Devolution in the Northwest Territories: Progress or Poison?
When the Northwest Territories achieved devolution of lands and resources from Ottawa in April, it was a historic moment in Canada’s political evolution. But a key test of devolution’s nation-building potential will be how well it supports real aboriginal-government partnership. On that score, there is cause for concern.
On the first day of April, the citizens of Canada’s Northwest Territories (NWT) collectively took control over the land beneath their feet for the first time in their nearly 150-year history. Previously, federal ministers in Ottawa had the final say on land use and resource development there. Now territorial ministers in Yellowknife do. No less important, the NWT now shares with Ottawa the considerable royalties yielded by its natural wealth—oil, diamonds, rare earths, tungsten, base metals and more.
With this ‘devolution’ of control, the NWT took a historic step in its political evolution within Canada. Although still a territory created and limited by federal statute, the NWT assumed powers typically reserved for provinces, which share in the Canadian Crown. As significant as it was locally, NWT devolution was also a nation-building event – and a sequel to Yukon devolution in 2003.
In practice, nation building in the Canadian North has meant building a durable system of shared governance with aboriginal peoples – in the NWT, the Gwich’in, Inuvialuit, NWT Métis and Akaitcho, Dehcho, Sahtu and Tlicho Dene. This contrasts with the constitutional development of much of southern Canada, which long preceded Supreme Court decisions confirming aboriginal rights and title. For this reason, NWT devolution can be fully understood only against a backdrop of decades of modern treaty making, by which aboriginal peoples have been recognised as co-governors of their traditional lands.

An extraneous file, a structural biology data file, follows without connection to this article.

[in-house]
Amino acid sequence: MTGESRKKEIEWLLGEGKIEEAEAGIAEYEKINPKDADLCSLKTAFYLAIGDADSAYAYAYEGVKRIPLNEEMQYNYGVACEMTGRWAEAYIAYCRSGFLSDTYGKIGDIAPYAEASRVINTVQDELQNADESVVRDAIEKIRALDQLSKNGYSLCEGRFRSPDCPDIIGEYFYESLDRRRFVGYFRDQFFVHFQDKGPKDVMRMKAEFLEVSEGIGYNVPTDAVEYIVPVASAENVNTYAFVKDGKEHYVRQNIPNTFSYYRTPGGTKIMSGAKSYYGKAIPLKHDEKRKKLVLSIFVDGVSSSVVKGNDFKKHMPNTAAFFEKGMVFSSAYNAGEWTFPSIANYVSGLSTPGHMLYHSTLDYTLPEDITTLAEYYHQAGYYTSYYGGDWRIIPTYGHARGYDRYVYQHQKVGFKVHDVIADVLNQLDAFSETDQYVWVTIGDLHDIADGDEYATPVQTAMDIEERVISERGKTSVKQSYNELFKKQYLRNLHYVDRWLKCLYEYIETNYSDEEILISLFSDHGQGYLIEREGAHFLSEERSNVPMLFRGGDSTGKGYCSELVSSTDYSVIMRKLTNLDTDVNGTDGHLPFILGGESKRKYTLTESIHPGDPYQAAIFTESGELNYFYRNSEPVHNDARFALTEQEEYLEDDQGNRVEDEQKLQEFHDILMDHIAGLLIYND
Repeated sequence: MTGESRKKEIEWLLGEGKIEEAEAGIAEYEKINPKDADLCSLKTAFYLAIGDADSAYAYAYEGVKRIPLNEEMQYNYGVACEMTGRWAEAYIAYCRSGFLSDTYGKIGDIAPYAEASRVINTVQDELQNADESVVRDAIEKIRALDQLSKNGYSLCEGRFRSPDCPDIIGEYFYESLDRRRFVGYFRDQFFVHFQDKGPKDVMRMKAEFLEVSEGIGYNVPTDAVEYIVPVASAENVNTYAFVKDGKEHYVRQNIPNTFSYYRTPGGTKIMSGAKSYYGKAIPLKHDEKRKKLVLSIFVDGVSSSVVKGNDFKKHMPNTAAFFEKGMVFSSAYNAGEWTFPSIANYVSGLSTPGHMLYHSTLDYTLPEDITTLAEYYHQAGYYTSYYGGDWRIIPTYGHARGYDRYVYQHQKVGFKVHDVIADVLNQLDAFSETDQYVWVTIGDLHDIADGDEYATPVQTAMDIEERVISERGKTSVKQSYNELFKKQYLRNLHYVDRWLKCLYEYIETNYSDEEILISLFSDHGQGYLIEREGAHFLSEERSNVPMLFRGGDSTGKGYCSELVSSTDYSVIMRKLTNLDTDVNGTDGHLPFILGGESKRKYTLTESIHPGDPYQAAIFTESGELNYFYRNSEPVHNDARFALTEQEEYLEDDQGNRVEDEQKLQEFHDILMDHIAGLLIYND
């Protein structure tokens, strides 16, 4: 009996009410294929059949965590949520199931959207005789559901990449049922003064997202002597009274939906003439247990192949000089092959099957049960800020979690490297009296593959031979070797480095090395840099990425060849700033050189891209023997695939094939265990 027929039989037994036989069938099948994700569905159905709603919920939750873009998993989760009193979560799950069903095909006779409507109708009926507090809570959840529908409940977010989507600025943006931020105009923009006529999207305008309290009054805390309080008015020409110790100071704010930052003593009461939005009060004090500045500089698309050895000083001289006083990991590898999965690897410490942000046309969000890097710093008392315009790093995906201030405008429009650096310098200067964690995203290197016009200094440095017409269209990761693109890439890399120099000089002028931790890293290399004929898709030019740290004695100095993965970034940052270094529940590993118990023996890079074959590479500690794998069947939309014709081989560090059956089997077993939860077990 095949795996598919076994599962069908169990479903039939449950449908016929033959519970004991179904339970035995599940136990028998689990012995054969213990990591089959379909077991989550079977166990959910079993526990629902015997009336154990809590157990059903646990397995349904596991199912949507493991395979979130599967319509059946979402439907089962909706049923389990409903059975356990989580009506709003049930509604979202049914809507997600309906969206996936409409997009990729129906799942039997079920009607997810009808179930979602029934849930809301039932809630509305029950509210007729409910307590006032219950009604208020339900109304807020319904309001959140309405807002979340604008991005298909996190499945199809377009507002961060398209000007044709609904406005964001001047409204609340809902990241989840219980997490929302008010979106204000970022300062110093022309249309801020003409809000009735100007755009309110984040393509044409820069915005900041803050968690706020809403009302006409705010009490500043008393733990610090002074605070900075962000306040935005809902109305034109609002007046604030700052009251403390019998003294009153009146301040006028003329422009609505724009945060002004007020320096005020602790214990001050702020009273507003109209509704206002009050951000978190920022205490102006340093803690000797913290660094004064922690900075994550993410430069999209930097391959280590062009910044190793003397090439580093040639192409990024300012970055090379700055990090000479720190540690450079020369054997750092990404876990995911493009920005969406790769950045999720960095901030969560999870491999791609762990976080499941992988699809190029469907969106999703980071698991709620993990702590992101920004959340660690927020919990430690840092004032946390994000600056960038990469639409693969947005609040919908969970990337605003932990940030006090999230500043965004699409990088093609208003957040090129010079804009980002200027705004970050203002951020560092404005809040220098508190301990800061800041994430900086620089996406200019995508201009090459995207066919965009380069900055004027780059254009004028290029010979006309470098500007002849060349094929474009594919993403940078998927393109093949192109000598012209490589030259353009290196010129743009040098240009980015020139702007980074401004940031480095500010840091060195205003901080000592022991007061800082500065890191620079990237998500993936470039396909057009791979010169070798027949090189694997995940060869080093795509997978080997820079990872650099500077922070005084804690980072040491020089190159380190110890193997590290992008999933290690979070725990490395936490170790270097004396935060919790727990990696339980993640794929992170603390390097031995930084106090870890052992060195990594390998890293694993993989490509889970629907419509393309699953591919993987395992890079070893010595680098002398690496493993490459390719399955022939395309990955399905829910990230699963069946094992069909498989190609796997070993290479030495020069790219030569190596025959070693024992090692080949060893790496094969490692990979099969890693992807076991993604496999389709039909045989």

Through their treaties, the NWT’s aboriginal governments are guaranteed a share of the regulatory powers that the ‘public government’ of the NWT (GNWT) now exercises through devolution. The GNWT and aboriginal governments have also agreed to share some resource revenues. In this context, devolution will fulfil its nation-building promise only if it fosters collaborative partnership between aboriginal and public government.
But there is already cause for concern, on three counts. First, the Akaitcho and Dehcho have not finished negotiating treaties. With devolution, the GNWT now sits across the table in Ottawa’s place. Moreover, the GNWT now derives political and fiscal power from the very land and resources the Akaitcho and Dehcho claim. The GNWT may well prove more able than Ottawa at sharing governance, but treaty making is complex and sensitive. The Akaitcho and Dehcho worry about the risk, and they have so far refused to accept a share of resource revenues from the GNWT lest it prejudice negotiations.
Second, after the devolution agreement-in-principle was unveiled in 2011, the Gwich’in loudly criticised the GNWT for selling the territory’s natural wealth too cheaply. The GNWT had accepted not only a 50-50 split of resource royalties with Ottawa, but also a cap on the total take. The Gwich’in complained that both split and cap were too low – and that large excess royalties would flow to Ottawa were the resource industry to grow strongly.
As I have argued elsewhere, the cap does seem particularly unfair, and sets an unwelcome precedent for resource-revenue sharing in the Canadian North. Defined as a small percentage of a hypothetical and dubious figure that Ottawa uses to represent the GNWT’s budgetary need, and lacking any connection to a clear vision or fiscal plan for the territory’s future development, the cap appears to reflect nothing more than Ottawa’s interest in limiting its own costs.